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Egypt would see a return of the legitimate authorities, the

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Palestinian Authority back into Gaza to start undoing a lot of the damage

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that was done by the measures of Hamas during the coup. Do you think

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it Fatah regain control, Israel would negotiate with them? Yes,

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Israel is aware of the crisis inside Gaza. I think it, along with the

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rest of the international community and Egypt are looking for a

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mechanism by which to open up Gaza. The biggest stumbling block at the

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moment is Hamas and their utilisation of terrorism and

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violence. Many would disagree, Israel also has their image to think

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of, but we will have to leave it there. Thank you for joining us.

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Staying with this story for a moment:

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A British Foreign Office Minister, Sayeeda Warsi,

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has resigned over the British government's position on Gaza,

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Baroness Warsi said she believed the government's current policy was

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Baroness Warsi was the first Muslim woman to serve in a British Cabinet.

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The Prime Minister said his government had always stated

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that the situation in Gaza was intolerable and that

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both sides should agree to an immediate, unconditional ceasefire.

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A German court has dropped bribery charges against the head of Formula

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One racing, Bernie Ecclestone, after he offered to pay a hundred

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Mr Ecclestone faced up to ten years in prison if he'd been found guilty.

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Our sports news correspondent Andy Swiss has more.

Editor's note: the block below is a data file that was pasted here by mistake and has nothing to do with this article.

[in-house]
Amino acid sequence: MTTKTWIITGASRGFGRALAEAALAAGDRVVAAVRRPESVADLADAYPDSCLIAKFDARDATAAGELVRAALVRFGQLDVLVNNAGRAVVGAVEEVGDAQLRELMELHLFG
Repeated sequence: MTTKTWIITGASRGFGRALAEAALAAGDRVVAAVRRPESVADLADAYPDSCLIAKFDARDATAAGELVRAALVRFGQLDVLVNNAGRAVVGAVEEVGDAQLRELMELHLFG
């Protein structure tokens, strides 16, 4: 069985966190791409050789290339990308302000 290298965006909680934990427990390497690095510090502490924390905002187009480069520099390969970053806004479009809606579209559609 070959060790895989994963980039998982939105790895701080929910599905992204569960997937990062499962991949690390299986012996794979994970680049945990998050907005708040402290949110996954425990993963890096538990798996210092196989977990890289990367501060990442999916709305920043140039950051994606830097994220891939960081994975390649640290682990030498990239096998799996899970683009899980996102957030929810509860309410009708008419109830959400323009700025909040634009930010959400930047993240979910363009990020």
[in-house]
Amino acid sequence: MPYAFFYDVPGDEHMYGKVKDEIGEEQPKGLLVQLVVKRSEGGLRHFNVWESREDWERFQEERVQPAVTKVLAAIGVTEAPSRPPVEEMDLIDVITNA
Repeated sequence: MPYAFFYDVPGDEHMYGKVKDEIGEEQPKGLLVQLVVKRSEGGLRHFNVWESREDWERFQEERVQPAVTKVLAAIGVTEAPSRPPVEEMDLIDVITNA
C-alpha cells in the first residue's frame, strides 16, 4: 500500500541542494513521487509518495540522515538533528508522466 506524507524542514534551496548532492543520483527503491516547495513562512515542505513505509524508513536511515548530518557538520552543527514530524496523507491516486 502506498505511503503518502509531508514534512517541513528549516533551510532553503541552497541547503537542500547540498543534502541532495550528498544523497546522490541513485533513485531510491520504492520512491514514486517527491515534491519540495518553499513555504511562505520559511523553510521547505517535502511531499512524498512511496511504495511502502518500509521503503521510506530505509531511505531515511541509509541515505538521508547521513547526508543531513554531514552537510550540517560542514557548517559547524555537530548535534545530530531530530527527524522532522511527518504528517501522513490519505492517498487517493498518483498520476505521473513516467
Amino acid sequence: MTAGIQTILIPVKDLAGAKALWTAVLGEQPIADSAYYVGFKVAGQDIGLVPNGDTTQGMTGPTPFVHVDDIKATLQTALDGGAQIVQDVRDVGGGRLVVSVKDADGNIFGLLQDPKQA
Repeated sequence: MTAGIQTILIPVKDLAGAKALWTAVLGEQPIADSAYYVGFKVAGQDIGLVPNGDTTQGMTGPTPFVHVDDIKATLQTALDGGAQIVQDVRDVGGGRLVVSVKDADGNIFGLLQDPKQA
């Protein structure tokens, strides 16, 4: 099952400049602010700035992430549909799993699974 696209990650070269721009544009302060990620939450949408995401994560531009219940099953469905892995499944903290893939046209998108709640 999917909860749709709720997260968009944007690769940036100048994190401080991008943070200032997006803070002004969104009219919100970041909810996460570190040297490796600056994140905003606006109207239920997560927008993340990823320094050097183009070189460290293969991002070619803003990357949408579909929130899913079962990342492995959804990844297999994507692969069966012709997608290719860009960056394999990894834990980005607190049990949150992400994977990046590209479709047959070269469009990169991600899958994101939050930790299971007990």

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He is no stranger to big-money deals, but perhaps none as important

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as theirs. Bernie Ecclestone arriving in court this morning to

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agree a ?60 million payment which would spell the end of the case

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which had threatened his Formula One future. Accompanied by his lawyers

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and his wife, the relief was already playing to see. For more than three

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months, he has been on trial in Munich, the accusation that he

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bribed a German banker ?26 million to steer it the sale of Formula One

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to a company which would keep Bernie Ecclestone in charge. He said this

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was not the case and that he had only paid the money because the

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banker was blackmailing him. This morning the judge said the suspicion

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of bribery against Barney -- Bernie Ecclestone was not backed up and ask

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if he could pay the ?60 million quickly and he said he could. Such

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deals can be struck under barbarian law and leaves the Formula One boss

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a free man. This is not about a conviction but a cessation of the

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trial Wildman taming the presumption of innocence. There will be no

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guilty verdict whatsoever. -- whilst maintaining. Bernie Ecclestone has

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been the driving force of Formula One, transforming it into a global

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success story. These allegations have been about control. He won a